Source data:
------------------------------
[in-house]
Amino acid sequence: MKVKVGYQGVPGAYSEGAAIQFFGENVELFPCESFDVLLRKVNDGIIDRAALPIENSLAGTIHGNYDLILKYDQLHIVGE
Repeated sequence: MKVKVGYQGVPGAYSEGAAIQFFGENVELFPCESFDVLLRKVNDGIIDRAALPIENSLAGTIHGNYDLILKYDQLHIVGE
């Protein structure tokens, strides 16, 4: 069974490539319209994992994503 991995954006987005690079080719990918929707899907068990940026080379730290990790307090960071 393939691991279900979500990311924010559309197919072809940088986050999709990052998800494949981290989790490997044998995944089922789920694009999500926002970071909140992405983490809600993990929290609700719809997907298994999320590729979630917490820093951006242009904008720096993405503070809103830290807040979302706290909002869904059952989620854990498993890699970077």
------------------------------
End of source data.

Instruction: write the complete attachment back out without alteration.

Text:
[in-house]
Amino acid sequence: MKVKVGYQGVPGAYSEGAAIQFFGENVELFPCESFDVLLRKVNDGIIDRAALPIENSLAGTIHGNYDLILKYDQLHIVGE
Repeated sequence: MKVKVGYQGVPGAYSEGAAIQFFGENVELFPCESFDVLLRKVNDGIIDRAALPIENSLAGTIHGNYDLILKYDQLHIVGE
């Protein structure tokens, strides 16, 4: 069974490539319209994992994503 991995954006987005690079080719990918929707899907068990940026080379730290990790307090960071 393939691991279900979500990311924010559309197919072809940088986050999709990052998800494949981290989790490997044998995944089922789920694009999500926002970071909140992405983490809600993990929290609700719809997907298994999320590729979630917490820093951006242009904008720096993405503070809103830290807040979302706290909002869904059952989620854990498993890699970077």